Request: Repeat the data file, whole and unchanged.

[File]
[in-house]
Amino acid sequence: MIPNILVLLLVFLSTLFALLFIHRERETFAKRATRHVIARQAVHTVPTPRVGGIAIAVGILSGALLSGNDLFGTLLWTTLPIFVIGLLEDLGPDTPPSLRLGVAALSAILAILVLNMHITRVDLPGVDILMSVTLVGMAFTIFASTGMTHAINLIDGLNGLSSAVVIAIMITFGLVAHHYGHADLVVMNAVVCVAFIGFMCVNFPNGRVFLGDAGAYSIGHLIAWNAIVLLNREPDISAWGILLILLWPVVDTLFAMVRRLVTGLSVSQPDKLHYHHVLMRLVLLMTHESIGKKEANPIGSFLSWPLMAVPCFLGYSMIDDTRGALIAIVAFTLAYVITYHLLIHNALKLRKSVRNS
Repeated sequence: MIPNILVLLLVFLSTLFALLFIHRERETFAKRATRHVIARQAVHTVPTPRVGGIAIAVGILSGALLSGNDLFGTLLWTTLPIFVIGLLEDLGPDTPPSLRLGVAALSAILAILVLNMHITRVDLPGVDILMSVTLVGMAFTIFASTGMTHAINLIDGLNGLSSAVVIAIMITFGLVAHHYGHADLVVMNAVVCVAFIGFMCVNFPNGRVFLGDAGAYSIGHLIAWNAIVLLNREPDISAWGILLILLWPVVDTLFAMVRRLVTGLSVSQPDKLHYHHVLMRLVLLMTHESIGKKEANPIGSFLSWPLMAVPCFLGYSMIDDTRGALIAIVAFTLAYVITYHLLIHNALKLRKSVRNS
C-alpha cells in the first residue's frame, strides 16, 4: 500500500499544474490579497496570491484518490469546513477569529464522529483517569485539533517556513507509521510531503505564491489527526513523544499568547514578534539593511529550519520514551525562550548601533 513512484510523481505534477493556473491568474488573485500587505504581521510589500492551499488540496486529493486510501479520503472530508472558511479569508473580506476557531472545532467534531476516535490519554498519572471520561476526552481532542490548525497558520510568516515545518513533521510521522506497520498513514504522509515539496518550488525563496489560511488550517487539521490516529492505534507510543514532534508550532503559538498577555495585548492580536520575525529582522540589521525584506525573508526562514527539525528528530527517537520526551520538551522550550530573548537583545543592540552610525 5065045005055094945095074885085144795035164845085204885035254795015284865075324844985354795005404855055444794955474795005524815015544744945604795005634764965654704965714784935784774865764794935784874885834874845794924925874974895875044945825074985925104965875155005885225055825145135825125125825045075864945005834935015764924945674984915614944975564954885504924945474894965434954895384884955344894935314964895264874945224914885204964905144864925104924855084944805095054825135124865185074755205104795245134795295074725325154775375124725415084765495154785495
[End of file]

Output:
[in-house]
Amino acid sequence: MIPNILVLLLVFLSTLFALLFIHRERETFAKRATRHVIARQAVHTVPTPRVGGIAIAVGILSGALLSGNDLFGTLLWTTLPIFVIGLLEDLGPDTPPSLRLGVAALSAILAILVLNMHITRVDLPGVDILMSVTLVGMAFTIFASTGMTHAINLIDGLNGLSSAVVIAIMITFGLVAHHYGHADLVVMNAVVCVAFIGFMCVNFPNGRVFLGDAGAYSIGHLIAWNAIVLLNREPDISAWGILLILLWPVVDTLFAMVRRLVTGLSVSQPDKLHYHHVLMRLVLLMTHESIGKKEANPIGSFLSWPLMAVPCFLGYSMIDDTRGALIAIVAFTLAYVITYHLLIHNALKLRKSVRNS
Repeated sequence: MIPNILVLLLVFLSTLFALLFIHRERETFAKRATRHVIARQAVHTVPTPRVGGIAIAVGILSGALLSGNDLFGTLLWTTLPIFVIGLLEDLGPDTPPSLRLGVAALSAILAILVLNMHITRVDLPGVDILMSVTLVGMAFTIFASTGMTHAINLIDGLNGLSSAVVIAIMITFGLVAHHYGHADLVVMNAVVCVAFIGFMCVNFPNGRVFLGDAGAYSIGHLIAWNAIVLLNREPDISAWGILLILLWPVVDTLFAMVRRLVTGLSVSQPDKLHYHHVLMRLVLLMTHESIGKKEANPIGSFLSWPLMAVPCFLGYSMIDDTRGALIAIVAFTLAYVITYHLLIHNALKLRKSVRNS
C-alpha cells in the first residue's frame, strides 16, 4: 500500500499544474490579497496570491484518490469546513477569529464522529483517569485539533517556513507509521510531503505564491489527526513523544499568547514578534539593511529550519520514551525562550548601533 513512484510523481505534477493556473491568474488573485500587505504581521510589500492551499488540496486529493486510501479520503472530508472558511479569508473580506476557531472545532467534531476516535490519554498519572471520561476526552481532542490548525497558520510568516515545518513533521510521522506497520498513514504522509515539496518550488525563496489560511488550517487539521490516529492505534507510543514532534508550532503559538498577555495585548492580536520575525529582522540589521525584506525573508526562514527539525528528530527517537520526551520538551522550550530573548537583545543592540552610525 5065045005055094945095074885085144795035164845085204885035254795015284865075324844985354795005404855055444794955474795005524815015544744945604795005634764965654704965714784935784774865764794935784874885834874845794924925874974895875044945825074985925104965875155005885225055825145135825125125825045075864945005834935015764924945674984915614944975564954885504924945474894965434954895384884955344894935314964895264874945224914885204964905144864925104924855084944805095054825135124865185074755205104795245134795295074725325154775375124725415084765495154785495